Sunday Snapshot: Sapa, Vietnam

Today’s Sunday Sanpshot comes from Anna, creator and blogger at It Started in Asia, a travel blog designed for ‘budget-luxe’ readers seeking a mix of adventure, culture, food, roughing it, luxury and a little dose of wellness. Anna and her partner Matt live in Melbourne and work full-time but love exploring new lands. It Started in Asia is also an avenue to showcase Anna’s passion for photography.

women in Sapa, Vietnam

“This was captured in Sapa, Vietnam on a walk down to Cat Cat Village. I’d been awfully crook for 24 hours, and was determined to get out of our room. Turning down a hairpin along the trail, these ladies were giggling like school children and made me smile. I have such fond memories of Sapa (despite the hassling from the tribes women).”

 

Vietnam seems to be one of those countries that people either really love or really hate. I’m hoping to visit this summer, so I’m curious: Have you been to Vietnam? What were your impressions?

 

Would you like to submit a photo to Sunday Snapshot? I’m looking for new submissions! Email me at  jessica@waysofwanderers.com if you’d like to see your photo featured.

5 Responses to Sunday Snapshot: Sapa, Vietnam

  1. itstartedinasia May 4, 2014 at 11:48 pm #

    Hey Jess,
    Thanks very much for featuring this in your 'Sunday Snapshot' :) Our time in Vietnam was fantastic and we'd happily return tomorrow. I don't recall any 'awful' encounters. We always came across people that were happy and content, just going about their daily business and were helpful. And, the food is delicious! There were some persistent hmong in Sapa. In particular, one young local girl, non hmong or dzao) that simply would not leave us alone, even with firm 'no thanks'. We started in HCMC and made our way up to Hanoi (& Sapa) via the coast. Don't miss Hoi An and Hue. Cheers, Anna
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  2. rebecca May 5, 2014 at 1:48 am #

    i love this pic! its great to see emails of the locals :)
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  3. francaangloitalian May 5, 2014 at 5:28 pm #

    We haven't been to Vietnam yet and I'm not going to hide that I'd love to. As you said I heard a lot of controversial comments from both people that liked it and others that didn't so much. I guess there is only one way to find out if we would like Vietnam or not and you know what that is ;)

  4. photravels May 13, 2014 at 9:27 pm #

    I've visited many times and am fortunate to be able to see the country from an insider's perspective. My husband is Vietnamese, so I'm able to see through the surface impressions and understand a little of what's going on beneath. If you enjoy your food, you'll love Vietnamese cuisine. It's fresh, zingy, healthy and there are many types of food to try – noodle soups, pancake-like dishes, hot pots, crab in sweet/sour tamarind sauce, deep-fried bananas, coconut desserts..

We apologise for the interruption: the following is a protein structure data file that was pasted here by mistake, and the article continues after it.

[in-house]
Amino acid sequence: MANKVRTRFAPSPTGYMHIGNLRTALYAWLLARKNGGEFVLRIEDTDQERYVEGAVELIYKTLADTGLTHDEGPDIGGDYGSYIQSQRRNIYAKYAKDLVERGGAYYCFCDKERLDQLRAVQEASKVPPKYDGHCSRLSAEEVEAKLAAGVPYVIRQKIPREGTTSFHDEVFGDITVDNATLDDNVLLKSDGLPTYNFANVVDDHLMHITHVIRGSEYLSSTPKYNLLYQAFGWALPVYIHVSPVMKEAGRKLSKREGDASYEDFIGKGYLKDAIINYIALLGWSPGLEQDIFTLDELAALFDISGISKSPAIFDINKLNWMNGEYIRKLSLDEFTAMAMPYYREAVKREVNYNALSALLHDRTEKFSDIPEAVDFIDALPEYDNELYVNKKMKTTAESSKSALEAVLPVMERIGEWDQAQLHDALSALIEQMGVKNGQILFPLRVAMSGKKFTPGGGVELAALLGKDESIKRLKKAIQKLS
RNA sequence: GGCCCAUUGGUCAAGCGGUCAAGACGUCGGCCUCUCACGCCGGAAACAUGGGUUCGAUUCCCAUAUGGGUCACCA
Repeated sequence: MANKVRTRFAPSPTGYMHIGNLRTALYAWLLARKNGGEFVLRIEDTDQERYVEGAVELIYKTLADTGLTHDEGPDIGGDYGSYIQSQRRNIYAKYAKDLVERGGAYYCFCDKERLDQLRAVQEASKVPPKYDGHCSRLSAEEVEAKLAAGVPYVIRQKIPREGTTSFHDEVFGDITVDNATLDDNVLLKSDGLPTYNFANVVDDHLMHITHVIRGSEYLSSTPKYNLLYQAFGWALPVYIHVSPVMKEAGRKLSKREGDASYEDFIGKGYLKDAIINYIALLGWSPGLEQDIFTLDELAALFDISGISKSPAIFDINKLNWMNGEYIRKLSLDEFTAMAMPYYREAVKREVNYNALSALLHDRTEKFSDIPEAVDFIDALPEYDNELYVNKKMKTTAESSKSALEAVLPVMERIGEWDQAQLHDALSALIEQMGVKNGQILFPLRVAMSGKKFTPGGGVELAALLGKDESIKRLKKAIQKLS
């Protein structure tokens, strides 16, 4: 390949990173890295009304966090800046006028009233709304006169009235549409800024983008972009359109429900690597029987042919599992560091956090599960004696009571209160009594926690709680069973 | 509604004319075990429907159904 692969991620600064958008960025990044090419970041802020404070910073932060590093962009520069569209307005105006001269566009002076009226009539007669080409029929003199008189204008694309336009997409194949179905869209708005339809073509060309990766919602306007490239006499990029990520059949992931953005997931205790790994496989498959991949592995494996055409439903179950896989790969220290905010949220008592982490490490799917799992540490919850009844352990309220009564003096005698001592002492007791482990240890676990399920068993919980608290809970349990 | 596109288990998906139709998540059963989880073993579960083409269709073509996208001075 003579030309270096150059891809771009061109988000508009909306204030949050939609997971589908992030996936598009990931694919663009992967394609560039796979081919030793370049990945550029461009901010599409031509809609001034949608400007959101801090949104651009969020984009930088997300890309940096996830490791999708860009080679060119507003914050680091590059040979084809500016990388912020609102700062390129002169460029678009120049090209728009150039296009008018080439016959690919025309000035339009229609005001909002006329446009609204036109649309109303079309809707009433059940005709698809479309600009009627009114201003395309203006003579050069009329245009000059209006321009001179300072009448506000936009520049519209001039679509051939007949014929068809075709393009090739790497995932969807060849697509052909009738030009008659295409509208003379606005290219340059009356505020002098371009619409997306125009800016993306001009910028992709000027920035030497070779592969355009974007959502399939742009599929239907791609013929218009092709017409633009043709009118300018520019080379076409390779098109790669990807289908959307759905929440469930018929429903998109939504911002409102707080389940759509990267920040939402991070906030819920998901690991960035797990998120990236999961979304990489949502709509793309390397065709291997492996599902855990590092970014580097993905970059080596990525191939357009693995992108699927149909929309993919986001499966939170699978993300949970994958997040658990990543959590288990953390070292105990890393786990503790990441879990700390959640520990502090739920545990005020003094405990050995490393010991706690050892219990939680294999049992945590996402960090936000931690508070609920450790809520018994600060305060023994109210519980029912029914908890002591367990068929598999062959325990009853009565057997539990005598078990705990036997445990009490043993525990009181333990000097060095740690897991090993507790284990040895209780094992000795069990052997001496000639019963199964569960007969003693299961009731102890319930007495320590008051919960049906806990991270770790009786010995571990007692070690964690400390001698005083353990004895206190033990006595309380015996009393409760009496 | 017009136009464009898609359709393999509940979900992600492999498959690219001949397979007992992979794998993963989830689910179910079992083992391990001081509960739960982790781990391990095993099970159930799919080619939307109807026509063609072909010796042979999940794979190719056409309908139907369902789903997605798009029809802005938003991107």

It's a good place to get a first-hand understanding of the war and Vietnam's past. There are many museums that tell Vietnam's side of the story quite well. From my husband I learnt a lot more, things like how the country wasn't really split by a political or geographical divide, people chose sides as a matter of survival. After the war, those who had been employed by the US or had been on their side, suffered greatly. Interestingly, my husband's s family aren't keen to talk to me about the war. For them it's in the past and they're busy focusing on the future. Apart from the war museums and memorials, I love Hue and Hoi An for getting a sense of Vietnam's past. The king's tombs are amazing, and Hoi An offers a charming atmosphere.

    Getting clothes tailored is one of the treats of visiting Vietnam. Even if you're not staying long, don't worry, as many tailors can arrange shipping back to your home country. So, if you're keen on that, prepare photographs/sketches now of clothes you'd like to create.

    Dress tidily while you're in Vietnam. I know it's super hot, but to get respect from locals, wearing long pants and shirts with sleeves is a must. Most foreign visitors don't do this, and they're frowned upon by Vietnamese, particularly when they visit sacred sites. Oh, and don't wear jewellery. Keep safe.

    Most of all, just visit with a sense of adventure and keenness to discover. Happy planning!

    Katherine

    • waysofwanderers May 13, 2014 at 11:37 pm #

      Thanks for all the tips, Katherine. The food is probably the part I'm most excited for. I've heard amazing things about it!

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